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Season for caution in forests
Dead or alive, a tree that crashed down on a powerline Monday set fire to a swath of forest along Sunnybrae-Canoe Point Road.
Tappen-Sunnybrae Fire Chief Kyle Schneider said the road was closed to traffic for three hours after two dead trees fell on the lines around 5:22 p.m. June 9.
The fire, located near Sunnybrae Beach, had burned itself out by the time firefighters responded.
“But it took off again shortly and we couldn’t put water on it because the power was still on,” said Schneider, who notes residents and some of his firefighters were trapped on the Trans-Canada side of the fire for about three hours.
BC Hydro arrived on scene at 6:15 p.m. and had the power off by 6:30. Once the lines were dead, local firefighters and a three-person initial attack crew from the Ministry of Forests rapattack base attacked the fire, which had climbed some 600 feet up the hill below the bluffs.
Fire protection officer Larry Osachoff says the rapattack team took the lead on the wildland fire, providing valuable training to the structural firefighters in what he describes as a unified command that had him and Schneider in charge.
Osachoff says that as of Tuesday, the fire was on patrol stage and would be checked often to make sure there are no hot spots.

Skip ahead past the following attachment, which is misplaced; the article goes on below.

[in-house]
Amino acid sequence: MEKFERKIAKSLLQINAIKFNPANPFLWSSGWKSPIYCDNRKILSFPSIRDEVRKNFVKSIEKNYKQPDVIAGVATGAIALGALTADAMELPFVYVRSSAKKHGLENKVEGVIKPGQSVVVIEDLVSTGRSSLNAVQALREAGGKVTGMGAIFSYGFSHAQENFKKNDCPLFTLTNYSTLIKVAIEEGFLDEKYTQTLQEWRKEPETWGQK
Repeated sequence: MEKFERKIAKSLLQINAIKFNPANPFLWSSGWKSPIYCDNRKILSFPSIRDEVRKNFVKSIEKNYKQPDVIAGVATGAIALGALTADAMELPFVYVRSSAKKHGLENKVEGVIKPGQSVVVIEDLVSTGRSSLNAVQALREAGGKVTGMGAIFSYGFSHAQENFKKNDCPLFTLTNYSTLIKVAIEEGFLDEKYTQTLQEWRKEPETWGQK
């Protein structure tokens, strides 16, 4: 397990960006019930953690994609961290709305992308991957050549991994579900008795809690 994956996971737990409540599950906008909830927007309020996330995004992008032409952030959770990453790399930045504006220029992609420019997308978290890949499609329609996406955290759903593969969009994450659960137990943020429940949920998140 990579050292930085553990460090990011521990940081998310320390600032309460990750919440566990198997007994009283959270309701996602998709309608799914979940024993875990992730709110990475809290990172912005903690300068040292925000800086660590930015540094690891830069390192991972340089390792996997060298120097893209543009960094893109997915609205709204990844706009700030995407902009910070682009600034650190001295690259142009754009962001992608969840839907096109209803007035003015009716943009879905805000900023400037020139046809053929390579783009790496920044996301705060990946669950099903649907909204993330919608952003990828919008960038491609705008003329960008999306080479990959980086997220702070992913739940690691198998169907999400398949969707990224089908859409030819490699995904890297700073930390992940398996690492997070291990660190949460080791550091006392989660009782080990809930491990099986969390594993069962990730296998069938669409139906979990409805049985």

Asked about maintenance along the road. BC Hydro officials describe the tree as a very large, live Douglas fir whose root system failed due to root rot, something that is often not visible.
“This tree would not have been identified as a potential hazard tree,” reads a June 11 email. “BC Hydro assessed trees growing along the Sunnybrae Road powerline and removed hazard trees in 2011 and 2013.
Meanwhile, Osachoff says the fire is a reminder that there are pockets of tinder-dry areas in the Shuswap – mostly in the south.
The Kamloops Fire Centre confirms there have been five fires in the Salmon Arm Zone this year – all of them human caused.
Fire information officer Kelsey Googel notes a fire ban begins in the zone June 15, after which only campfires are permitted until October.
Anyone who sees smoke should report it to 1-800-663-5555 or *5555 on their cellphone.
“Even if you’re not sure if it’s smoke, haze or fog, call it in because we rely on the public,” Googel said.